use separate accounts for play-money and real-money. Unless you manually move
accounts, geth will by default correctly separate the two networks and will not make any
accounts available between them.


As an alternative to passing the numerous flags to the geth binary, you can also pass a
configuration file via:

$ geth --config /path/to/your_config.toml

To get an idea how the file should look like you can use the dumpconfig subcommand to
export your existing configuration:

$ geth --your-favourite-flags dumpconfig

Programmatically interfacing geth nodes

As a developer, sooner rather than later you’ll want to start interacting with geth and the
Dcfs Smart Chain network via your own programs and not manually through the console. To aid
this, geth has built-in support for a JSON-RPC based APIs (standard APIs
and geth specific APIs).
These can be exposed via HTTP, WebSockets and IPC (UNIX sockets on UNIX based
platforms, and named pipes on Windows).

The IPC interface is enabled by default and exposes all the APIs supported by geth,
whereas the HTTP and WS interfaces need to manually be enabled and only expose a
subset of APIs due to security reasons. These can be turned on/off and configured as
you’d expect.

HTTP based JSON-RPC API options:

  • --http Enable the HTTP-RPC server
  • --http.addr HTTP-RPC server listening interface (default: localhost)
  • --http.port HTTP-RPC server listening port (default: 8545)
  • --http.api API’s offered over the HTTP-RPC interface (default: eth,net,web3)
  • --http.corsdomain Comma separated list of domains from which to accept cross origin requests (browser enforced)
  • --ws Enable the WS-RPC server
  • --ws.addr WS-RPC server listening interface (default: localhost)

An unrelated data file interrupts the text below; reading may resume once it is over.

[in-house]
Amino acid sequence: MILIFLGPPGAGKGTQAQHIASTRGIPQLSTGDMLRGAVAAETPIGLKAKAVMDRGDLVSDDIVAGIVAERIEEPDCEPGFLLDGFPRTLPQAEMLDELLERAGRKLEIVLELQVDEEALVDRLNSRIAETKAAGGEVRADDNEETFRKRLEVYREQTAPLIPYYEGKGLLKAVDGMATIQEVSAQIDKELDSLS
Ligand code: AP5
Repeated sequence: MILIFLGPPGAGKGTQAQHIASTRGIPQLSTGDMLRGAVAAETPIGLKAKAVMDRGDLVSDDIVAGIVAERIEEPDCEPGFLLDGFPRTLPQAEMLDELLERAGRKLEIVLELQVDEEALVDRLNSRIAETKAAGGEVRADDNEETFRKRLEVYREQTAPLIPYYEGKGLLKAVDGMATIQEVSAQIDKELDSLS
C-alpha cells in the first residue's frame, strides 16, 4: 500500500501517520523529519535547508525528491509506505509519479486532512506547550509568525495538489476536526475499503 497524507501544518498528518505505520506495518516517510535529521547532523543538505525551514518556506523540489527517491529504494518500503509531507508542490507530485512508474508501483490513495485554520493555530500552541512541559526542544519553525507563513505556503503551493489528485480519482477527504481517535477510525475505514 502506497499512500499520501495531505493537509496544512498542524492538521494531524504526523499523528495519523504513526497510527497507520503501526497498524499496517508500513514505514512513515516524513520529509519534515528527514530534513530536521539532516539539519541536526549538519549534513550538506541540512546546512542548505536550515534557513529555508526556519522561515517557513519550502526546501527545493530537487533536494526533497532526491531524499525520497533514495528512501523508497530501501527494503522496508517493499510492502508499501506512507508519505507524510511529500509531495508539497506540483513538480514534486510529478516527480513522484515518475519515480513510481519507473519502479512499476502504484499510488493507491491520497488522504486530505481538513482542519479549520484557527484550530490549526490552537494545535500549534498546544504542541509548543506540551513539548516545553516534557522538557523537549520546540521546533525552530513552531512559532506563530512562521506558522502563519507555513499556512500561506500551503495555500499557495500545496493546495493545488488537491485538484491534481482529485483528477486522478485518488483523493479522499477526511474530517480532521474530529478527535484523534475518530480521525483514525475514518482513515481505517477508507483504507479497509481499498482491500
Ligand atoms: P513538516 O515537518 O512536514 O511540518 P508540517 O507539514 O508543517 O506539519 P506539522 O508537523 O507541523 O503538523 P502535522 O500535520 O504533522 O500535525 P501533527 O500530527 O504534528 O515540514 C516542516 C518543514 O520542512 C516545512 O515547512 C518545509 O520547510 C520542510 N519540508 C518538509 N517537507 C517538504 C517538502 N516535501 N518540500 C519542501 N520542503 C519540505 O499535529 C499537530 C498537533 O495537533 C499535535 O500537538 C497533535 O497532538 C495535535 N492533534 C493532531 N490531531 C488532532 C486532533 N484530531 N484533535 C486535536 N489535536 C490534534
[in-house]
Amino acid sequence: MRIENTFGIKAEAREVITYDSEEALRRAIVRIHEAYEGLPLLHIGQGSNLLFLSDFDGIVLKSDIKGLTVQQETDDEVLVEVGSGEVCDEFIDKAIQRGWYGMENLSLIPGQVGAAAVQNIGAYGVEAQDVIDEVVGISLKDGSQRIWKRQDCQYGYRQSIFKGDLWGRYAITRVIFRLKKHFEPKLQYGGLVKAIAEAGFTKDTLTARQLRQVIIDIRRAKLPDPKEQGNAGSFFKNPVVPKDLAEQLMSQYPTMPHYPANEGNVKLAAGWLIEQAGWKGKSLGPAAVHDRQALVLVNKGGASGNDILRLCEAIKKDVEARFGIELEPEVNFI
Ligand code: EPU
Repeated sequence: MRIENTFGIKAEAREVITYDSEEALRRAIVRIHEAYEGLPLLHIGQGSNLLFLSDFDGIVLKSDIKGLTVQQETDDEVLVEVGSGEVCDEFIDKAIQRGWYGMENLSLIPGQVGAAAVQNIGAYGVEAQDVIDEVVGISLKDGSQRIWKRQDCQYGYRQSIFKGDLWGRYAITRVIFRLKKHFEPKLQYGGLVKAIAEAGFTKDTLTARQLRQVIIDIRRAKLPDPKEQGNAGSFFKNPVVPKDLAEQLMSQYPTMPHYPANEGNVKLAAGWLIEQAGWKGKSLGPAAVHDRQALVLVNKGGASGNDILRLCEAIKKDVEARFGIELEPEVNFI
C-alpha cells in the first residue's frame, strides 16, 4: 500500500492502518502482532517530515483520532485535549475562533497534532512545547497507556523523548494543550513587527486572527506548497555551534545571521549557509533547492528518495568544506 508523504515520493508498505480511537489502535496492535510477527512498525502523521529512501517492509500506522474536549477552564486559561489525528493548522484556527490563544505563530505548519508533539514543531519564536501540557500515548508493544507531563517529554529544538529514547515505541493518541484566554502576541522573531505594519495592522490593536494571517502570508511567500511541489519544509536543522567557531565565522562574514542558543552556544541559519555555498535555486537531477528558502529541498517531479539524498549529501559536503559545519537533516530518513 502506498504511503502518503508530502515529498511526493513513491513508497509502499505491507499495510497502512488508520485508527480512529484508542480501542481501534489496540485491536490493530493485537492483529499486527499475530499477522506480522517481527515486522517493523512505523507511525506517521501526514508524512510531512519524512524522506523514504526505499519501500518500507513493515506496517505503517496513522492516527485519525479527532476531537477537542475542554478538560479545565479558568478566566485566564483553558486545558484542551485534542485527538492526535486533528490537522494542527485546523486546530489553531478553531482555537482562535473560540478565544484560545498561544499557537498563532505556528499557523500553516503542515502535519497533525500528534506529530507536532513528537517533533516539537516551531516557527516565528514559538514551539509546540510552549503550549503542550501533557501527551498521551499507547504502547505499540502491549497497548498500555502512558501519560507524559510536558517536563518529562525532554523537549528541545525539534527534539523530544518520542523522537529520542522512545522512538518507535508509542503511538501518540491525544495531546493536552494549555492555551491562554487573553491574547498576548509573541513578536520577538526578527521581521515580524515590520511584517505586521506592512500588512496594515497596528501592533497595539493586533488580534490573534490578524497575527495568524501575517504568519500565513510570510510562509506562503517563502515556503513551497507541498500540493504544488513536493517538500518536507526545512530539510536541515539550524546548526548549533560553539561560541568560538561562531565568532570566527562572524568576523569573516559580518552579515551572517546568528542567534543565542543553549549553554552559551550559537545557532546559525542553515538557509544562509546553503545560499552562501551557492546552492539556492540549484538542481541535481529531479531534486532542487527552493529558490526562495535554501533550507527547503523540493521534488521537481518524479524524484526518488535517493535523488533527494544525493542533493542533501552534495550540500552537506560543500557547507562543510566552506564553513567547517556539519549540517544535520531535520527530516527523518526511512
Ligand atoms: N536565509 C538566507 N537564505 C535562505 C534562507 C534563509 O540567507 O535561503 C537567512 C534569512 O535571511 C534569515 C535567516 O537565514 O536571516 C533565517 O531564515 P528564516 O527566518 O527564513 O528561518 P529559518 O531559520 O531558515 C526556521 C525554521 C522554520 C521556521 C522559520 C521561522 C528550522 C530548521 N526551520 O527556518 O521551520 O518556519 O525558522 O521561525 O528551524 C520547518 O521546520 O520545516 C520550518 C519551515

• --ws.port WS-RPC server listening port (default: 8546)
  • --ws.api API’s offered over the WS-RPC interface (default: eth,net,web3)
  • --ws.origins Origins from which to accept websockets requests
  • --ipcdisable Disable the IPC-RPC server
  • --ipcapi API’s offered over the IPC-RPC interface (default: admin,debug,eth,miner,net,personal,shh,txpool,web3)
  • --ipcpath Filename for IPC socket/pipe within the datadir (explicit paths escape it)

You’ll need to use your own programming environments’ capabilities (libraries, tools, etc) to
connect via HTTP, WS or IPC to a geth node configured with the above flags and you’ll
need to speak JSON-RPC on all transports. You
can reuse the same connection for multiple requests!

Note: Please understand the security implications of opening up an HTTP/WS based
transport before doing so! Hackers on the internet are actively trying to subvert
BSC nodes with exposed APIs! Further, all browser tabs can access locally
running web servers, so malicious web pages could try to subvert locally available


Thank you for considering to help out with the source code! We welcome contributions
from anyone on the internet, and are grateful for even the smallest of fixes!

If you’d like to contribute to bsc, please fork, fix, commit and send a pull request
for the maintainers to review and merge into the main code base. If you wish to submit
more complex changes though, please check up with the core devs first on our discord channel
to ensure those changes are in line with the general philosophy of the project and/or get
some early feedback which can make both your efforts much lighter as well as our review
and merge procedures quick and simple.

Please make sure your contributions adhere to our coding guidelines:

  • Code must adhere to the official Go formatting
    guidelines (i.e. uses gofmt).
  • Code must be documented adhering to the official Go commentary
  • Pull requests need to be based on and opened against the master branch.
  • Commit messages should be prefixed with the package(s) they modify.
    • E.g. “eth, rpc: make trace configs optional”

Please see the Developers’ Guide
for more details on configuring your environment, managing project dependencies, and
testing procedures.


The bsc library (i.e. all code outside of the cmd directory) is licensed under the
GNU Lesser General Public License v3.0,
also included in our repository in the COPYING.LESSER file.

The bsc binaries (i.e. all code inside of the cmd directory) is licensed under the
GNU General Public License v3.0, also
included in our repository in the COPYING file.